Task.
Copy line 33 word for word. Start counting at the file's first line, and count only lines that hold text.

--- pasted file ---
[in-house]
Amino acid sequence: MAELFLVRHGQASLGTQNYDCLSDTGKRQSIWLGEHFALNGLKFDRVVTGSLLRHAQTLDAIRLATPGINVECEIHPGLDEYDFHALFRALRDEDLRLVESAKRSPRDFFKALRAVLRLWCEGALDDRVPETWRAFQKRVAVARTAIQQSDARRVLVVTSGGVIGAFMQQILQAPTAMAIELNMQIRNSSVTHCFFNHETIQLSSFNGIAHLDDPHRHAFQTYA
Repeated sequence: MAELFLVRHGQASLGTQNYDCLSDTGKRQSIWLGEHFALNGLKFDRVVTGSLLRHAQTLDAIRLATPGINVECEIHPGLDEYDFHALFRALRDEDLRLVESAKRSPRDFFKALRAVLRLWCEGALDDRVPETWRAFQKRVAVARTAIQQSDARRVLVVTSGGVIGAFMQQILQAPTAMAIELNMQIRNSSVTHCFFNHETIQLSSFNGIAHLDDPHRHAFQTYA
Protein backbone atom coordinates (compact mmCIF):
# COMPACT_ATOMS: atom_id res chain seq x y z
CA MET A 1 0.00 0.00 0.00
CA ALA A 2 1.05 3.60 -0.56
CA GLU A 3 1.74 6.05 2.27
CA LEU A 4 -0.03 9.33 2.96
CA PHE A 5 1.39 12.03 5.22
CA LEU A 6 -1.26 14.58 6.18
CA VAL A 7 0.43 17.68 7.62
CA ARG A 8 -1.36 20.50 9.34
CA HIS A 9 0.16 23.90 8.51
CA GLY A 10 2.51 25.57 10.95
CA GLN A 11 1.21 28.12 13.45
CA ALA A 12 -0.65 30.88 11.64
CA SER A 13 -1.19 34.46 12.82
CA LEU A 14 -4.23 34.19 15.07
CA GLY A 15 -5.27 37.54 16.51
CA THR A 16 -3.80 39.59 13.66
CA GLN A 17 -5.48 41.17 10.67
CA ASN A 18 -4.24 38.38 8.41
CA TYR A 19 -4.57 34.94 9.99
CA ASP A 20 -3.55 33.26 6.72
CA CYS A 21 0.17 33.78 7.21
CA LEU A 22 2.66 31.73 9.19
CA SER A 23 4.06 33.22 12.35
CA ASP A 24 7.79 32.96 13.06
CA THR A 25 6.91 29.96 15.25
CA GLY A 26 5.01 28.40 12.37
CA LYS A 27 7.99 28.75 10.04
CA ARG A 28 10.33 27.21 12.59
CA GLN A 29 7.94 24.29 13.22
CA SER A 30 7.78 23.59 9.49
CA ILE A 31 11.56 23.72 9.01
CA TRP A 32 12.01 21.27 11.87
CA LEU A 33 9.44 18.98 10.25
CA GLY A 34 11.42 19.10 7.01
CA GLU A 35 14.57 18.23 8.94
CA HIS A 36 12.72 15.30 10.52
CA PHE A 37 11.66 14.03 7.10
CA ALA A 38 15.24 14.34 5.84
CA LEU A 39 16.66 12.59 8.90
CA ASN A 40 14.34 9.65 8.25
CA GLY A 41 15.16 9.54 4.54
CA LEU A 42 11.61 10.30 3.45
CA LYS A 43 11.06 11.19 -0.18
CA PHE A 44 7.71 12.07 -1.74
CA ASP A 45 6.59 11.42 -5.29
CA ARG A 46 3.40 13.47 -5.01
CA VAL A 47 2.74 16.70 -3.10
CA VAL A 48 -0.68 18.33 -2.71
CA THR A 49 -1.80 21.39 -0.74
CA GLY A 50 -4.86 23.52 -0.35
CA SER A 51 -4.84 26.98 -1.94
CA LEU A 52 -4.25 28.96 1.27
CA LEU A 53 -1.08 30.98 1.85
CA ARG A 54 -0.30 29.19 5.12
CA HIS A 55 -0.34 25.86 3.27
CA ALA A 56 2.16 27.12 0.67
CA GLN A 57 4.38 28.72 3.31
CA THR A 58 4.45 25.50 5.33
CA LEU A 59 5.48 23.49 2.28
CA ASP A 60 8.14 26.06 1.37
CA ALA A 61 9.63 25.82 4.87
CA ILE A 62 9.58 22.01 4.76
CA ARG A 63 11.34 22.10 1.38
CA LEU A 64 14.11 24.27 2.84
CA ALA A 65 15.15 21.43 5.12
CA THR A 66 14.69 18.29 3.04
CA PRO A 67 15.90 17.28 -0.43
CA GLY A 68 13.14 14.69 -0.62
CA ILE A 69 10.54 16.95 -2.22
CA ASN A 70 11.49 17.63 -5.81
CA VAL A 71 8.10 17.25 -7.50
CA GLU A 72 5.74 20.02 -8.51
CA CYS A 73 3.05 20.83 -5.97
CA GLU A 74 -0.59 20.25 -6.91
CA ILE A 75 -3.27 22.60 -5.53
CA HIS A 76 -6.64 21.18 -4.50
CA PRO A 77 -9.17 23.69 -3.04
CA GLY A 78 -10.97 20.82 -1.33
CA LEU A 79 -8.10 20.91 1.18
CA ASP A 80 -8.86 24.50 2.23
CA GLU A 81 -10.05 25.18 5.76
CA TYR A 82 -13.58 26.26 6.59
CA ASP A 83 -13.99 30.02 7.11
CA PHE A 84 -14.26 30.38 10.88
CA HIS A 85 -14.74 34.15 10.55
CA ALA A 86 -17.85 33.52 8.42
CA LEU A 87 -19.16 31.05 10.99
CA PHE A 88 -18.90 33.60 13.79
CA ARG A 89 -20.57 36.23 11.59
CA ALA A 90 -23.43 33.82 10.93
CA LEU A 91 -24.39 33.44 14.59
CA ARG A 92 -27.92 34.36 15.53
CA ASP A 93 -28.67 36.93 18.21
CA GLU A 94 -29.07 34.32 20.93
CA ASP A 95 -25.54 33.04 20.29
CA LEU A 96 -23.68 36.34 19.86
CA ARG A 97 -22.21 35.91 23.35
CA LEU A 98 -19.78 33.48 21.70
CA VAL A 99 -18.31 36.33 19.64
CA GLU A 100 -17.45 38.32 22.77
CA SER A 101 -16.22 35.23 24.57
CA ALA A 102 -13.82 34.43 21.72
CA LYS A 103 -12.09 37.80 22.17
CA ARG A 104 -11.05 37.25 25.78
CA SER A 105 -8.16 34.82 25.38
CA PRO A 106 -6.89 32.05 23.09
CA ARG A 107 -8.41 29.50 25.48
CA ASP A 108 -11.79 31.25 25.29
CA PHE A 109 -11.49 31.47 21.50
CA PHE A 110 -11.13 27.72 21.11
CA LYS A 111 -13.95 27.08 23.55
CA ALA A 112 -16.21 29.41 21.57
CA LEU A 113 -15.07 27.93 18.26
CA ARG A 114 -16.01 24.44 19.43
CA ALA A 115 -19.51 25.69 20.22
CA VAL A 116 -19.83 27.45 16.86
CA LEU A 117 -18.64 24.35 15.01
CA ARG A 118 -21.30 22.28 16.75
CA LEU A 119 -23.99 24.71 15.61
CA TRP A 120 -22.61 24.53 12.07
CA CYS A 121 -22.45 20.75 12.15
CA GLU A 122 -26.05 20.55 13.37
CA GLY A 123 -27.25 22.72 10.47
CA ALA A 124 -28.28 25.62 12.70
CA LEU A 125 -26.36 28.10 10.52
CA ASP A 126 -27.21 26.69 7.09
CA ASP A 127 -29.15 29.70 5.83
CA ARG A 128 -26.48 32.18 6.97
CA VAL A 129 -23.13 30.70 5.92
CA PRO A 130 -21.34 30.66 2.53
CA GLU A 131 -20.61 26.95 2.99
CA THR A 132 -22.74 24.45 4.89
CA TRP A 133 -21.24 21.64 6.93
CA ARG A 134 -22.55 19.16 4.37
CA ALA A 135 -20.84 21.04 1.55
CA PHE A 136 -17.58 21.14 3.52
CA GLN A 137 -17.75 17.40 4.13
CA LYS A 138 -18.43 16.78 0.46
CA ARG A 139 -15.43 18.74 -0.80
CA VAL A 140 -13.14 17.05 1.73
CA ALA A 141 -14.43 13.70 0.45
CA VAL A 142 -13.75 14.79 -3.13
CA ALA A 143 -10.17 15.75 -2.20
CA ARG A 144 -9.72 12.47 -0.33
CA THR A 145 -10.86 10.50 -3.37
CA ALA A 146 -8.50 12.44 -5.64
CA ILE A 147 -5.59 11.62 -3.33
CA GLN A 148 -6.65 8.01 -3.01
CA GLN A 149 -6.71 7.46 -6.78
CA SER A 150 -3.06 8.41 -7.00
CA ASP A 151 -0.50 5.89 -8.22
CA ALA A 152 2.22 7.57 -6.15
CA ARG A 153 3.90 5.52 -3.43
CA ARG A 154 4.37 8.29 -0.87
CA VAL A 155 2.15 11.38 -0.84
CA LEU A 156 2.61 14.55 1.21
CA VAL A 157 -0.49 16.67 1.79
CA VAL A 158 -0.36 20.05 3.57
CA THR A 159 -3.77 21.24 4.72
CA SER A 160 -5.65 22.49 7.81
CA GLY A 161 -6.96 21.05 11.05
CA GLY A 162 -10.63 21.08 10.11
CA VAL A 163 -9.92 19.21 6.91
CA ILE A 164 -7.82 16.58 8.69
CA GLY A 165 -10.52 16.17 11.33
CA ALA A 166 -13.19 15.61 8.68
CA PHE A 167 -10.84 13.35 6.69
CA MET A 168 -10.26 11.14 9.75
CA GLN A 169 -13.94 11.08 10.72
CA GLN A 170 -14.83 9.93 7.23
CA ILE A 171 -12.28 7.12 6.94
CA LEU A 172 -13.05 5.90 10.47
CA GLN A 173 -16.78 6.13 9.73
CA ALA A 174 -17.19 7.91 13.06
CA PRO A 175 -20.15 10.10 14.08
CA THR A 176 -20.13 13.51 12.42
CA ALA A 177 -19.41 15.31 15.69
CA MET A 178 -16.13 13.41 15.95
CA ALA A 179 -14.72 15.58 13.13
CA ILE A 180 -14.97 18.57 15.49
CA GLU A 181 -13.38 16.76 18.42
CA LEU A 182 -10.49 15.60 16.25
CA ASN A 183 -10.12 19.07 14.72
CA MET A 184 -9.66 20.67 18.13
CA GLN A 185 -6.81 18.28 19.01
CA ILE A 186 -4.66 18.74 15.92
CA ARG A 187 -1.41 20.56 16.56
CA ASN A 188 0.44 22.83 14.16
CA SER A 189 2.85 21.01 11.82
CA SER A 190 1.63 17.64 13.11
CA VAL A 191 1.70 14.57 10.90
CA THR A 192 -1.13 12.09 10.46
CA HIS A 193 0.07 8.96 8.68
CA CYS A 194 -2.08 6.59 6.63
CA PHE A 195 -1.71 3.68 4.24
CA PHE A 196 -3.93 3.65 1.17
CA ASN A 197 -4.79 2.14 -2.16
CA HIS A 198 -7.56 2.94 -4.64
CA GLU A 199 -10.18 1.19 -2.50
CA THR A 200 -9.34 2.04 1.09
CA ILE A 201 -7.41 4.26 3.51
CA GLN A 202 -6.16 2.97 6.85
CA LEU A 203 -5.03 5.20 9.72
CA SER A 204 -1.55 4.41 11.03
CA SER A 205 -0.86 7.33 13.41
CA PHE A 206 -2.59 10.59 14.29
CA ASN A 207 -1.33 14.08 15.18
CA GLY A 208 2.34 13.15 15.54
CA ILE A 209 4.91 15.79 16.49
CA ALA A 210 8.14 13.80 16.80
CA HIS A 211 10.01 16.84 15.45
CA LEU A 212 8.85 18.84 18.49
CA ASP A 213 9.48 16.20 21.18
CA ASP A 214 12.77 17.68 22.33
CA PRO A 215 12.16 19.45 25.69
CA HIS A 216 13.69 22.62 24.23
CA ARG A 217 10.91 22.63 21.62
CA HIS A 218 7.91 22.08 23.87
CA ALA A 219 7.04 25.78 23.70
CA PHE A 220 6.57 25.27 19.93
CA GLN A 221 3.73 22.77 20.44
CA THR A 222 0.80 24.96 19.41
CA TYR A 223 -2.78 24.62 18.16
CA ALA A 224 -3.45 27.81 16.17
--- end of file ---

CA ARG A 28 10.33 27.21 12.59